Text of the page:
3. Only mirrorless does it wrong. Their not what people want, and no amount of flashy lights and gimmicks will change that

    3(b?). This analysis is better than yours. Author never said what you imply. DSLRs already become progressively more advanced on low-end market, just look at Canon – no successor to 1100D, 70D is nearly as advanced as 7D – everything goes one step up.
    And as for QX – you call it a Joke, for Sony meanwhile it was the best release of a year, easily outmatching any mirrorless camera they pushed out, or heck – it even outsold any RX-series camera when it comes to amount of preorders and sales in the first month.
    Tbc. /s.

  • Sky

    4. Economic crysis hit everyone, but mirrorless most, because people are unwilling to experiment with new kinds of toys when they’re looking at spending their money in most efficient way – and whatever you say: right now with these prices mirrorless are least efficient way to spend money of all out there.
    Yes, term mirrorless does apply to different kinds of cameras, but guess what? In people’s mind mirrorless is something like NEX3/5 or PEN. Nothing more. You know what was Sony’s biggest fail on mirrorless market? A3000, a mirrorless that pretended to be DSLR, only it wasn’t a DSLR nor used DSLR lenses. So calling mirrorless as something that can be shaped in any form is rather foolish

    As for the end – don’t accuse Petapixel for anti-mirrorless attitude, cause next to dPreview they’re one of most pro-mirrorless websites I know of – seeing some more realistic article about mirrorless market on Petapixel is a huge suprise for me (I don’t know – mirrorless guard went on holidays?). And this article doesn’t set the “bad mindset” – it just describes what’s going on the market and how future trends might shape based on the numbers we see.

  • Sky

    No glass for it.

  • Sky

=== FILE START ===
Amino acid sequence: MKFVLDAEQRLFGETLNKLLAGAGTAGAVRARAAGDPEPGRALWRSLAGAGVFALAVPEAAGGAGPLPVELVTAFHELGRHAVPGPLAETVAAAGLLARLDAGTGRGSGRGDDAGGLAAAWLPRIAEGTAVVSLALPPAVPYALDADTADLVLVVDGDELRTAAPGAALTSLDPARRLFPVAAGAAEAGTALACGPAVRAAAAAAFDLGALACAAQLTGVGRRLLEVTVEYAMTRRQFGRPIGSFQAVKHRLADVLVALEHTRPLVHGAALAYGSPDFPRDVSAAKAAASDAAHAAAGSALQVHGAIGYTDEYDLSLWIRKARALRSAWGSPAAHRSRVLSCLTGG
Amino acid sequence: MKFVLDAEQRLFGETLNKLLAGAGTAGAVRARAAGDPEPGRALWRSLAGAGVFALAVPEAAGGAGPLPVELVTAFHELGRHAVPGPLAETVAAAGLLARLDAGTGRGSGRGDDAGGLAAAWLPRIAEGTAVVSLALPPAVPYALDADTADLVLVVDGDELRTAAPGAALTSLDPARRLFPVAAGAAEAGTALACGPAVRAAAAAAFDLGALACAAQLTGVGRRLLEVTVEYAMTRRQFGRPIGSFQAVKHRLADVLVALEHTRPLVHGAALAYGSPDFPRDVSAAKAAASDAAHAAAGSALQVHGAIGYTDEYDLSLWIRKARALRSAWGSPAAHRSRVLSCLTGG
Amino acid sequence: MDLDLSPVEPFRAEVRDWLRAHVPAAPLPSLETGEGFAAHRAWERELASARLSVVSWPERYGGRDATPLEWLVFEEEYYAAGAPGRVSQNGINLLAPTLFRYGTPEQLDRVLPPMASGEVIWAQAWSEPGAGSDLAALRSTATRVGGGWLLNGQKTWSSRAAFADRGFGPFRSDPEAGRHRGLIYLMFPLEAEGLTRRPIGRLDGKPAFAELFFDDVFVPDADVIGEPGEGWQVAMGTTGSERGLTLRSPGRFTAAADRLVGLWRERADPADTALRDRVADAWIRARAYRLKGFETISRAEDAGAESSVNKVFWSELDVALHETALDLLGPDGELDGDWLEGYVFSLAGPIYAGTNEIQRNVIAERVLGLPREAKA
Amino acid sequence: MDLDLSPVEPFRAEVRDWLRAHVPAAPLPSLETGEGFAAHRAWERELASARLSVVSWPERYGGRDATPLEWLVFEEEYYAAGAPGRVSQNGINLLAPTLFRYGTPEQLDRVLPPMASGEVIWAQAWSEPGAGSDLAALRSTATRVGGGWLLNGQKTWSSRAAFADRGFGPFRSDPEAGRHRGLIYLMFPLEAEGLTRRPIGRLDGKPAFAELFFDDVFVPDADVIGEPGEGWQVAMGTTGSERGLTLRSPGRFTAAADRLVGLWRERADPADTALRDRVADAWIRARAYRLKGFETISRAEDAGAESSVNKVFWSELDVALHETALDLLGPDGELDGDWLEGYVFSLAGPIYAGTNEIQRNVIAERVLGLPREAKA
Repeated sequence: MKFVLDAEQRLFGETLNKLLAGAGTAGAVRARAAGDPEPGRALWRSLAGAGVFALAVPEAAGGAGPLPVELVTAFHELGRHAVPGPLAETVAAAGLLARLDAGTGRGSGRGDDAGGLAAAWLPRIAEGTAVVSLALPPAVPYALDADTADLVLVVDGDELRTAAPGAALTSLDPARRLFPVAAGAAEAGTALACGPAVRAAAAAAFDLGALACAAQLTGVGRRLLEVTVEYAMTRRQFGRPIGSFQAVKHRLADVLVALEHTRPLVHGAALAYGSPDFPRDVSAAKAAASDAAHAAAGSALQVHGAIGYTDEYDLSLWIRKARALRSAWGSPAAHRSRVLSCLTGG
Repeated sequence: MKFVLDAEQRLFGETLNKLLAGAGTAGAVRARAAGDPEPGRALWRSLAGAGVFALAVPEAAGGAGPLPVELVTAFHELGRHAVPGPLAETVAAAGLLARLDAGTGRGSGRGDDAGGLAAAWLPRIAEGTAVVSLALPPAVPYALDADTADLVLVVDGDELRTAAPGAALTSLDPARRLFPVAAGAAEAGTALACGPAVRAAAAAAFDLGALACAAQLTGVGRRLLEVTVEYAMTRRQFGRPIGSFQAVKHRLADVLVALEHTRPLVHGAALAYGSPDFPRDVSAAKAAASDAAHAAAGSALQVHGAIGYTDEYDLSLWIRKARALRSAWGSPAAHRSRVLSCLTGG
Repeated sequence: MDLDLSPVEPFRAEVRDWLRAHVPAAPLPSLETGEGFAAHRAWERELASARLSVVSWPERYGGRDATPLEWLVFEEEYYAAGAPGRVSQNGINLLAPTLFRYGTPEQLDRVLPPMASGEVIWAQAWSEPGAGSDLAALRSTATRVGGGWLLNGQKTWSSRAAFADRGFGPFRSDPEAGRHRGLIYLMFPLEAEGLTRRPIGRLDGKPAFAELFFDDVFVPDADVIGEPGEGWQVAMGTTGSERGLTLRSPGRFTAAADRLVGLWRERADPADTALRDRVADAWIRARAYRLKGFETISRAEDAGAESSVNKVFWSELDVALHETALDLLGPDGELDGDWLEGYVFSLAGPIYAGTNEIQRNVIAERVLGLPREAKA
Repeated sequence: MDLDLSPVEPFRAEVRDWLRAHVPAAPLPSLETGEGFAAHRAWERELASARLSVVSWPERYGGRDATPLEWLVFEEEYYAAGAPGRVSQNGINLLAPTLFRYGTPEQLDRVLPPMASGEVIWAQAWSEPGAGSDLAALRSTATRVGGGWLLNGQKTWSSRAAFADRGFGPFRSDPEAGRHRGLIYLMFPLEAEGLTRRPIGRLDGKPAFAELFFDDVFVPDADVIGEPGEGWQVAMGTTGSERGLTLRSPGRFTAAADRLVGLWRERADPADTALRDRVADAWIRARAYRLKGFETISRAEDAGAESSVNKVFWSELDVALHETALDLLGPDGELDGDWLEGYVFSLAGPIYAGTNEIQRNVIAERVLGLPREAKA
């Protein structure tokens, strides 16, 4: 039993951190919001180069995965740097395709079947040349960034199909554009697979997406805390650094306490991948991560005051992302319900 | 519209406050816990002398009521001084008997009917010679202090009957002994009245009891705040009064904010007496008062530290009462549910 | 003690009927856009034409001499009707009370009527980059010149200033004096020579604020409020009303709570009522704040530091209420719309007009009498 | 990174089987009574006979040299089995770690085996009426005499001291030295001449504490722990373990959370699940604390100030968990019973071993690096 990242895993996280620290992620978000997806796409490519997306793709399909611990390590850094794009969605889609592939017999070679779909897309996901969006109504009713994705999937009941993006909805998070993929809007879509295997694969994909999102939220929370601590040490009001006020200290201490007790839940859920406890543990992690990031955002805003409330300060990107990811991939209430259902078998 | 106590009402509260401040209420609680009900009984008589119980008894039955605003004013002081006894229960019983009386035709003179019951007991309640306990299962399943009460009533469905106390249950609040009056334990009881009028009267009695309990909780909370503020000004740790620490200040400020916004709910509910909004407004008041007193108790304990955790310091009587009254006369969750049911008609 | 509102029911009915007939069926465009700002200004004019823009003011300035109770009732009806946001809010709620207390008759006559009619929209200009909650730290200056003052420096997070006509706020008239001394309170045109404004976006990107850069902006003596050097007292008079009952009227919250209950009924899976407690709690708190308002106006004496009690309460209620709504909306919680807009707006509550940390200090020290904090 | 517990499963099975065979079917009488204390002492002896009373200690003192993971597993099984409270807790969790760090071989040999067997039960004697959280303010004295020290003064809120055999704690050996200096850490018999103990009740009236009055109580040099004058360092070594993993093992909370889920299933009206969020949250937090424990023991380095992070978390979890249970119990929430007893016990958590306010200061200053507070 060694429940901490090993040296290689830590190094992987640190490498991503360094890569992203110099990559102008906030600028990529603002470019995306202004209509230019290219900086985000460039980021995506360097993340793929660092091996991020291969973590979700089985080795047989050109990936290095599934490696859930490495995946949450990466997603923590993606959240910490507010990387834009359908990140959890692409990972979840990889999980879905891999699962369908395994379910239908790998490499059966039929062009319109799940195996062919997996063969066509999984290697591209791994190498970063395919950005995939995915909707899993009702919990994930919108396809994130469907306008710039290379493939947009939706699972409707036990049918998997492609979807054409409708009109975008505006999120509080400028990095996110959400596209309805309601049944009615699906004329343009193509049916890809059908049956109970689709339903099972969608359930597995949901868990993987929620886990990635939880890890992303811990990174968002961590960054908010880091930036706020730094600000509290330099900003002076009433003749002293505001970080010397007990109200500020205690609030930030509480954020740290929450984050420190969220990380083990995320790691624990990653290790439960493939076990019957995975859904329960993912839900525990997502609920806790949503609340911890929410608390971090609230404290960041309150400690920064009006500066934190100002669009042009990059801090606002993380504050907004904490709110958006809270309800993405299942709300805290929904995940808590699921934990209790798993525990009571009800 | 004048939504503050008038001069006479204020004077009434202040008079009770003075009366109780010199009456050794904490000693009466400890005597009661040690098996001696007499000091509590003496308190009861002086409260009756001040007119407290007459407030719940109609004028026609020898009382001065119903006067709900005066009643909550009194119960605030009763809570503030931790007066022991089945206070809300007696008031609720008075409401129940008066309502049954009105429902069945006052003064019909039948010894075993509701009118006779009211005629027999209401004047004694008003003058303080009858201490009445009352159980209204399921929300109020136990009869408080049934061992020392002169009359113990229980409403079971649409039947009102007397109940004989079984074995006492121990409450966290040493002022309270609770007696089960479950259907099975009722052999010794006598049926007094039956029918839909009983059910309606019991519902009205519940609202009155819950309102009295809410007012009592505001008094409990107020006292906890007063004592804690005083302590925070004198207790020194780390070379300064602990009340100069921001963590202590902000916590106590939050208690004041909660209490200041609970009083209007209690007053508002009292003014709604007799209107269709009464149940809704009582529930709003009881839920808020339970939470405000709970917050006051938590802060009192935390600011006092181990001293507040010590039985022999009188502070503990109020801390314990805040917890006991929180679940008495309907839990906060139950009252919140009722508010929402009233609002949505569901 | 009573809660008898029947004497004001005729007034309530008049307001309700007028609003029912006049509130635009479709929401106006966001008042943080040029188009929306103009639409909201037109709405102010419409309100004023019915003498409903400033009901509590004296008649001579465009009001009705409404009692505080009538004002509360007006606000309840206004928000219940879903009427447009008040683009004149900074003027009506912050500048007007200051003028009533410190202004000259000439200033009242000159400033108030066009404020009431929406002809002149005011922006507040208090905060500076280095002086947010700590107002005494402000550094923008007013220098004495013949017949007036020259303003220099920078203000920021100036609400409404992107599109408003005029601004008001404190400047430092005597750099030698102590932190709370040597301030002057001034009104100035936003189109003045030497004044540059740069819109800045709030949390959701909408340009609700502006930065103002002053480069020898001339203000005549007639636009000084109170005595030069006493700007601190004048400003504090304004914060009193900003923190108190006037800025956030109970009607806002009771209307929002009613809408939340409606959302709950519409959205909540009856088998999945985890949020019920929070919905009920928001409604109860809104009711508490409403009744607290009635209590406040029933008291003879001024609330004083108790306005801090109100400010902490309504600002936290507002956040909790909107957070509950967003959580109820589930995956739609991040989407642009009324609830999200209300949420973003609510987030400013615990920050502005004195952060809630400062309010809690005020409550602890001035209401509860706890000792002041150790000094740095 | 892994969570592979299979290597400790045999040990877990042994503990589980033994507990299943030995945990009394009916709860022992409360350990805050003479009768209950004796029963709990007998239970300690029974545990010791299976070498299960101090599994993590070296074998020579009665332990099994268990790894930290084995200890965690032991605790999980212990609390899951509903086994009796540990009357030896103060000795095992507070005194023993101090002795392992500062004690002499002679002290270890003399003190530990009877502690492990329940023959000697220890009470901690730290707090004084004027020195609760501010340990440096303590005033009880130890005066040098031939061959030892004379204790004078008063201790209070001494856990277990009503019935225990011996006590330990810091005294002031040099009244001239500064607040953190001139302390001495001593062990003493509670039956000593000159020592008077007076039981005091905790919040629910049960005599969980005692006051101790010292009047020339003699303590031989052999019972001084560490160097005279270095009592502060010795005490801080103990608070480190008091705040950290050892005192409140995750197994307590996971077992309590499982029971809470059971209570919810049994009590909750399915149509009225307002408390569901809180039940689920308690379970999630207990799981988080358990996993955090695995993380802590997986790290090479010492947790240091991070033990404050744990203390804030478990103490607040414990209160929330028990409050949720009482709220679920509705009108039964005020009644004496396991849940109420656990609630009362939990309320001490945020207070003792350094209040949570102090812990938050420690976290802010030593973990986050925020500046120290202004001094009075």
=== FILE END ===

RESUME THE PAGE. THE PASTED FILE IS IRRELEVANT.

Semiconductors is just one branch of a huge corporation that Sony is. One of the smaller branches actually (yes – they’re THAT big). It’s not enough to compensate for all the other losses (especially: compacts and TVs).

  • Walter

    Correction: Samsung sells cheaper products that has good-enough quality. Sony products are still the premium. Most people don’t worry about that premium though unless you count the Apple peeps. Most of which appear to be more worried about the status the product affords them.

  • frod

    do these guys even register in tenths of a percentage of the market? They are basically irrelevant in the context of the article, hence why they were not discussed.

  • Oj0

    How fast do you want to go? There’s an E-mount 50mm f/1.8

  • Oj0

    The article talks about cameras in general, I’m just pointing out that there are more companies out there than just the big consumer companies, and that they will be completely unaffected by smartphones.

  • John

    The winner will be the one who’s the first starting to sell full frame cameras at consumer prices, even with stripped features, fixed lenses, mirrorless, this will be a very important step for the one who’s aiming at market domination…

  • uaio

    Though I don’t completely believe Reuters forecast, I will quote “”Only those who have a strong brand and are competitive on price will last — and only Canon, Nikon and Sony fulfill that criteria.” -So, this is about who will remain alive. These survivors could engulf all kind of camera production including mirrorless and some bridge cameras. If even only to fill the empty holes whille competing among each other.

  • David

    I work as a rep for one of the two big brands mentioned. In the location where I am deployed the other has a rep there too. In addition there is a Samsung rep there, Samsung totally dominates sales of the point and shoots and advanced point and shoots. The main reason for this is their connectivity, and one of the selling points is the whole facebook/social media bit, and to an extent brand loyalty – one customer in particular went for the whole hog – “upgraded” to a Samsung smart TV, with the works and went for the NX that is currently on offer with a Samsung Tablet. . . Shiney Kit Syndrome. . .

  • Iowill